Women with advanced breast cancer have a new safe and effective treatment option with approved drugs, according to a new research analysis.
The final analysis of the PALOMA-3 study shows that fulvestrant plus palbociclib effectively increases progression-free survival in recurrent metastatic endocrine-resistant breast cancer and that it is safe regardless of the degree of endocrine sensitivity, the authors report in the Lancet Oncology March 2.
"This is a new treatment that is extremely effective in patients with advanced hormone-receptor-positive, HER2-negative metastatic breast cancer. We have very few effective treatments, especially when patients have failed other therapies and these results are encouraging for patients and for those who care for them," lead author Dr. Massimo Cristofanilli, professor of medicine and associate director for precision medicine and translational research at Northwestern University in Chicago, told Reuters Health in a telephone interview.
Palbociclib has recently been approved by the U.S. Food and Drug Administration for use with this condition, Dr. Cristofanilli said. "We can use fulvestrant plus palbociclib right now, we have strong data from these studies, and we expect that these patients will respond well."
Dr. Cristofanilli and colleagues conducted the phase 3 PALOMA-3 trial in 521 women aged 18 and older of any menopausal status with endocrine-resistant, hormone receptor-positive metastatic breast cancer at 144 academic medical centers in 17 countries.
Between October 2013 and August 2014, they randomized 347 patients to receive oral palbociclib (125 mg daily for three weeks, then one week off in 28-day cycles) plus 500 mg fulvestrant (intramuscular injection on days 1 and 15 of cycle 1; then on day 1 of 28-day cycles) and 174 to receive fulvestrant plus placebo.
By March 2015, 259 progression-free-survival events occurred (145 in the fulvestrant plus palbociclib group and 114 in the fulvestrant plus placebo group) during a median follow-up of 8.9 months. The median progression-free survival was 9.5 months in the fulvestrant plus palbociclib group and 4.6 months in the fulvestrant plus placebo group (hazard ratio 0.46, p<0.0001).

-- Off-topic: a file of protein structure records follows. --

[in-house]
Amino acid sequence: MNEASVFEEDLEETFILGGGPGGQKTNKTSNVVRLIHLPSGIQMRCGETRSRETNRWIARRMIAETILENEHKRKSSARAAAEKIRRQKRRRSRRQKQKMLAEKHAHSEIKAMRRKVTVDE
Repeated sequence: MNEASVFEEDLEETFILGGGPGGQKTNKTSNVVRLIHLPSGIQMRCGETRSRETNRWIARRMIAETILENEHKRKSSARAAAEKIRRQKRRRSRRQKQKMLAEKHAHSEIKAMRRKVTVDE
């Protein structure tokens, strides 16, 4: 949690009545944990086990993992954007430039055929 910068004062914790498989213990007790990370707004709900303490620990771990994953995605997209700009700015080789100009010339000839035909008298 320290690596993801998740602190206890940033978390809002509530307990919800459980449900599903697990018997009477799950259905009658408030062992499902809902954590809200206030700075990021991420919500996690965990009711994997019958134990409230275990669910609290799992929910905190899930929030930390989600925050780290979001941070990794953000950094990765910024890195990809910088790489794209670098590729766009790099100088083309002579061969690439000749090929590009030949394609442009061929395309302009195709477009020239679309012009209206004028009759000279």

The most common grade 3 or 4 adverse events included neutropenia in 223 (65%) in the fulvestrant plus palbociclib group and in one (1%) in the fulvestrant plus placebo group, anemia in 10 (3%) and in three (2%), respectively, and leukopenia in 95 (28%) and in two (1%), respectively. Serious adverse events occurred in 44 (13%) of 345 patients taking fulvestrant plus palbociclib and in 30 (17%) of 172 patients taking fulvestrant plus placebo.
"Very few studies change practice, and this is one of them. This study gives the opportunity to physicians as well as patients to understand that the drug development process is so important and that we need to continue to enroll patients in clinical trials," Dr. Cristofanilli added.
"It was important to do this study because our treatment choices for these patients are still limited. Resistance to endocrine therapy is one of the major problems we face in our practice," he added. "We were pleasantly surprised by the magnitude of benefits associated with the treatment and that the benefits were across the board."
Dr. Selina Chen-Kiang, professor of pathology, immunobiology and microbial pathogenesis at Weill Cornell Medicine in New York City, told Reuters Health by phone, "This study is important because the progression-free survival for this group of patients is a tremendous improvement. Having FDA approval, these drugs can be reimbursed by insurance."
Dr. Chen-Kiang, who was not involved in the study, looks forward to future research designed to achieve even better response. "Now in the age of targeted therapy, we have many agents to use."
This is an excerpt of a Reuters story. Read the full article here.